According to ESPN's Adam Schefter, the deal is officially done and the east coast version of "Tebow-mania" can commence.
With doubters on the roster and in the stands, Sanchez won't be feeling much comfort heading into the 2012 season.
He hasn't handled the tension of playing in New York incredibly well so far in his young career. Now he has to add the miracle working "Messiah" to his list of anxieties.
Tebow is a huge test on Sanchez's fragility.
So at what point in the season does Sanchez falter exactly?
First, look at how he came to this circumstance.
For ease of a starting point, assume Mark Sanchez entered the 2011 season with the highest degree of confidence, 100 percent assured of himself.
After an 8-8 season in which the Jets missed playoffs and Sanchez was heavily scrutinized, his psyche took a huge hit.
After the Jets pursued Peyton Manning, Sanchez's morale likely took another big hit.
But then the Jets changed their tune.
They gave up on Manning and recommitted to Sanchez, signing him to an extension worth $58 million over the next five years. If Sanchez hits incentives, the final number can rise to $68 million.
Sanchez expressed his excitement over the new deal with the media.
"I'm going to be the starting quarterback for the next few years here, and that's exciting,'' Sanchez said on a conference call. ''It gives the team just a reminder that I'm the leader of this team. To find out that I could come back for three more years means the world to me. I'm absolutely pleased to be a Jet.''
Clearly a guy whose state of mind is heading back in the right direction. He has the praise of those who matter most, the executives in the front office.
Management and a healthy contract. Now all he needs are good teammates and supportive fans.
Sanchez's opportunity to celebrate the extension didn't last long. Less than two weeks later, the Jets have acquired quarterback Tim Tebow.
Still, they claim he's the starter.
Regardless, he's got the biggest circus in sports due in town any day to compete.
That has to hurt the ego.
2012 season—Best-case Scenario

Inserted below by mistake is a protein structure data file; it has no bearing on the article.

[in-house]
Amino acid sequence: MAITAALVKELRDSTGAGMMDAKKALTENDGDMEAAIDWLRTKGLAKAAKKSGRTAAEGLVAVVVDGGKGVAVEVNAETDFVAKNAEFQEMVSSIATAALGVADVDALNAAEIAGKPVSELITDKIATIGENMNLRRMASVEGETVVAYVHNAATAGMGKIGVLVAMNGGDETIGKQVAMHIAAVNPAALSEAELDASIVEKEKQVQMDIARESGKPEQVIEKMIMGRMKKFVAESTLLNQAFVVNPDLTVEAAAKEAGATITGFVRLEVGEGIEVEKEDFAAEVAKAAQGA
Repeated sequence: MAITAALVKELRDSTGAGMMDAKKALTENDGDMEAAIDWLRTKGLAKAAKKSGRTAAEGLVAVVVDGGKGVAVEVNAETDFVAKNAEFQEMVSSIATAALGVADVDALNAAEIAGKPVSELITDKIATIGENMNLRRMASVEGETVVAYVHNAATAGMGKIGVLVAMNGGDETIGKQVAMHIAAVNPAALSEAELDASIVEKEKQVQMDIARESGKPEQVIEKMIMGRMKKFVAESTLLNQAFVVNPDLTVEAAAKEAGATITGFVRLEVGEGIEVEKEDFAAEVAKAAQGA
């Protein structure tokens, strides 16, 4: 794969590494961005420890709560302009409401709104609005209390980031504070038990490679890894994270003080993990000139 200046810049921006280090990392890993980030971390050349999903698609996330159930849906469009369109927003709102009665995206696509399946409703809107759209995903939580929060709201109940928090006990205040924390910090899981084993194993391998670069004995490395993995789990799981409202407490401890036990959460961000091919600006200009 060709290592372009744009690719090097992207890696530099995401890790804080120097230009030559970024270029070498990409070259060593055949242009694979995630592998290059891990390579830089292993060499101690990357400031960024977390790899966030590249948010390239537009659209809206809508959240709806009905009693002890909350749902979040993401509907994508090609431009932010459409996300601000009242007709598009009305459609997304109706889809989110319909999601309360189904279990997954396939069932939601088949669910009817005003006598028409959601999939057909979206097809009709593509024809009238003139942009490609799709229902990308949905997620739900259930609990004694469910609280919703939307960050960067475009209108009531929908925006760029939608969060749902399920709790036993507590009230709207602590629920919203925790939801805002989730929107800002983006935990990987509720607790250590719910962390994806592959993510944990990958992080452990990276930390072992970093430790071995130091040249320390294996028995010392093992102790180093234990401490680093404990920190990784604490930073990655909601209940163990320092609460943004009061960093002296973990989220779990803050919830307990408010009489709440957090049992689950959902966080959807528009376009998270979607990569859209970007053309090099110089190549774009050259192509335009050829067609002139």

The 2012 schedule hasn't been officially released yet and won't until mid-April at the earliest. But we do know the Jets' opponents.
It sure looks good for Sanchez.
The Jets beat the Buffalo Bills twice in 2011 with Sanchez throwing around 200 yards. The Bills continue to add pieces, so sweeping them will be no easy task.
Still, the Jets can split.
New York can certainly go 11-5 in 2012 with Sanchez calling the shots.
Best-case scenario, the Jets have a gift-wrapped schedule early on.
Sanchez shines, the team clicks and fans sing his praise. Tebow is rarely seen on the field.
Last year, Sanchez averaged 217 yards per game. The number is deceptive because while he threw for over 300 yards three times, he threw for less than 200 yards in eight games.
But look at the alternative.
Tebow averaged 123 yards through the air per game last year.
Sanchez gains leniency because, unlike Kyle Orton's situation one year ago, fans now know exactly what lies in wait in terms of talent.
The mystery has been unveiled.
If Sanchez can perform decently and win more than half of the first eight games, it's a done deal.
His poise rises with each victory, his play becomes more impressive, he's a beloved New York athlete once again and in turn, the confidence continues to boost.
Mark Sanchez returns to form, putting the New York Jets back in playoffs and keeping Tim Tebow on the sideline.
2012 Season—Worst-case Scenario
The schedule is front-loaded with obstacles.
Sanchez, starting off already looking over his shoulder, proves inconsistent and the Jets lose four or five games early.
The one shining spot is Tebow's efficiency running the Wildcat offense on short yardage and in the red zone.
The chants for Tebow begin early and grow louder every Sunday.
Sanchez's confidence decreases with each defeat.
If five losses occur before the bye week, the talk of replacing Sanchez is overwhelming.
Final Prediction—When Mark Sanchez melts down
The Jets are 4-6 after 10 games.
In that span, Mark Sanchez performs at his average pace, hovering around a 55 percent completion percentage and a passer rating of 74.
Both are below the standards of a successful starting NFL quarterback.
On top of that, neither the running game (unless you want to count Tebow) or wide receivers have been upgraded.
Head coach Rex Ryan, on the hot seat, seriously considers replacing Sanchez with Tebow. To make matters worse, in true Rex Ryan fashion, he ponders the decision out loud to the New York media.
Sanchez, in desperation mode to keep his job, has the worst game of his life in Week 12 and is supplanted by Tebow at halftime. The Jets win.
In a shoot from the hip move, Tebow is declared the starter the following week in hopes the team can finish at least 9-7 and snag a wild-card spot.
Week 13 of the 2012 NFL season: Tebow-mania sets New York ablaze.